The most advanced nations are always those who navigate the most.—Ralph Waldo Emerson, 1870
The SS Bokhara, ill-fated old tub, sailed from Shanghai, on the usual run to Colombo, with the homeward-bound mails on October 8, 1892, carrying between 130 and 150, crew and passengers. On the night of October 9, the vessel ran into a typhoon, from whose clutches she never escaped. Early in the morning of October 10, all the boats were lost, and the vessel lay in the trough of the sea, absolutely helpless, all efforts to get her to face the sea or run with it proving abortive.
All the afternoon the continuous hammering of the big seas on the doomed vessel went on, while night came only to add darkness to our other horrors—the faint glimmer of a tallow dip being a poor substitute for the electric light. Shortly after ten o’clock, three tremendous seas found their way down to the stokehole, putting out the fires, which had been banked all day, and our position was desperate. The end came shortly before midnight, when there was a heavy crash on a reef, and the Bokhara was at the bottom of the Strait of Formosa in less than a minute.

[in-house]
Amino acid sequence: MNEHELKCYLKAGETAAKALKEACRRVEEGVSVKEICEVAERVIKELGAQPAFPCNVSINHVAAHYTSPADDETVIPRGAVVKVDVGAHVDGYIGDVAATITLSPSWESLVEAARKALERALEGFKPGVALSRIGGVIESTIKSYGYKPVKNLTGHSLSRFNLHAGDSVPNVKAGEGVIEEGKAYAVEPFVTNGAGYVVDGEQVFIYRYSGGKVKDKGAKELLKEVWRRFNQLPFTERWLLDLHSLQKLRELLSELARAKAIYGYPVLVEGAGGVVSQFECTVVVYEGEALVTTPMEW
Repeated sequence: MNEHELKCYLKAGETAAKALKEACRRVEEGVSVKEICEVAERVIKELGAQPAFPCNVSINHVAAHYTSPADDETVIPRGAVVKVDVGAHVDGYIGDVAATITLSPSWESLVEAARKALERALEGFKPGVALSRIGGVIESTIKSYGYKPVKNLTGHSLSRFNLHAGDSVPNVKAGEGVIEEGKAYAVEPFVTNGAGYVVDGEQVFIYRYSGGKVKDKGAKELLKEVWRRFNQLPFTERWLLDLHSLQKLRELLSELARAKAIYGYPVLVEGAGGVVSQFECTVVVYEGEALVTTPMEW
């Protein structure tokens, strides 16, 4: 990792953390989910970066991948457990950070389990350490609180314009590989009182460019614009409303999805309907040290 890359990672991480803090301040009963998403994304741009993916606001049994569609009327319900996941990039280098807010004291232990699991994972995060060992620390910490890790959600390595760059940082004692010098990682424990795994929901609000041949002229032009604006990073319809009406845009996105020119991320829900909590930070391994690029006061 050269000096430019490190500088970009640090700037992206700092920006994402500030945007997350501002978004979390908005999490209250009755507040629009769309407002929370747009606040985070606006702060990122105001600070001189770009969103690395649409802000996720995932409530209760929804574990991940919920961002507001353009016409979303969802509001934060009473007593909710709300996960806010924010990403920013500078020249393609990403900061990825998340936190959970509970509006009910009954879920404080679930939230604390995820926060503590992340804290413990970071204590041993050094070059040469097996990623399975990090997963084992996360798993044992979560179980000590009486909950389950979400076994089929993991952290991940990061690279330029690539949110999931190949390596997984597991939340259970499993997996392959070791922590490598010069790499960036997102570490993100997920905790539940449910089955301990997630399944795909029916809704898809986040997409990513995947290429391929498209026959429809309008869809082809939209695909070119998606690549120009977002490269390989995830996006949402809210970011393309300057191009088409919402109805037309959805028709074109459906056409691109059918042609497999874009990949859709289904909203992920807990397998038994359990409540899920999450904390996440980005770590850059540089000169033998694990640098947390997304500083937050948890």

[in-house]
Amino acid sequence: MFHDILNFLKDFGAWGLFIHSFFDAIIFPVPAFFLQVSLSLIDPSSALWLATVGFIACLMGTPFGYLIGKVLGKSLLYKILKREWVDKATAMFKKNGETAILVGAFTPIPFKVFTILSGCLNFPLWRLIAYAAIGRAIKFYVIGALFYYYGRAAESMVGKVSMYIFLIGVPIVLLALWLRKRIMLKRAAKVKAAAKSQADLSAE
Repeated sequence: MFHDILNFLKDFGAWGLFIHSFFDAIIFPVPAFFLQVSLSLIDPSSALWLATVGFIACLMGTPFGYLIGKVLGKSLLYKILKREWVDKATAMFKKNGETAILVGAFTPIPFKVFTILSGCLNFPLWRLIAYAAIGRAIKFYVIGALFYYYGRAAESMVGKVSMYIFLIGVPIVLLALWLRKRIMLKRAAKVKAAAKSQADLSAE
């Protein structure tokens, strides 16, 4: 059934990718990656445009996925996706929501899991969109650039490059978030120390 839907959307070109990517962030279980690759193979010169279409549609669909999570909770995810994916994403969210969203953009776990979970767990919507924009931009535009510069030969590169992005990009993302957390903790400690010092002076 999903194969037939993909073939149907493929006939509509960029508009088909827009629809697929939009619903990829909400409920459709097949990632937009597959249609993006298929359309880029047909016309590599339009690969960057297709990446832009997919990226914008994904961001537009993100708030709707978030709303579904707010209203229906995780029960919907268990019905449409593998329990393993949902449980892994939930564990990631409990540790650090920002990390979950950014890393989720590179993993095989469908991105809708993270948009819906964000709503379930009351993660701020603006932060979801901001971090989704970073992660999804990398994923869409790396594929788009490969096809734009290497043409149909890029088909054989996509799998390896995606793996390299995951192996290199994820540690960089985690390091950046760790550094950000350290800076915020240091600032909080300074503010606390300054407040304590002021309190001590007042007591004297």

Lying jammed up in a corner of an already wrecked cabin, trying to get a few moments’ sleep, the terrific crash at once woke one up to the extreme gravity of the situation, and with scarcely time to think I pulled down the lifebelts and, throwing two to my companions, tied the third on myself and bolted for the saloon companionway, intending to reach the bridge or rigging. There was no time to spare for studying humanity at this juncture, but I can never forget the apparent want of initiative in all I passed. All the passengers seemed paralyzed—even my own companions, some of them able military men, had no idea of doing anything. The stewards of the ship, uttering cries of despair and last farewells, blocked up the saloon entrance to the deck, and it was only by sheer force I was able to squeeze past them—and just in time too, as the first heavy sea at once poured down the companionway. I saved myself from being washed down with it by standing in a corner of the deckhouse, the down-rushing water reaching to the middle of the body. My costume consisted at this time of a suit of pajamas, a singlet, and the lifebelt.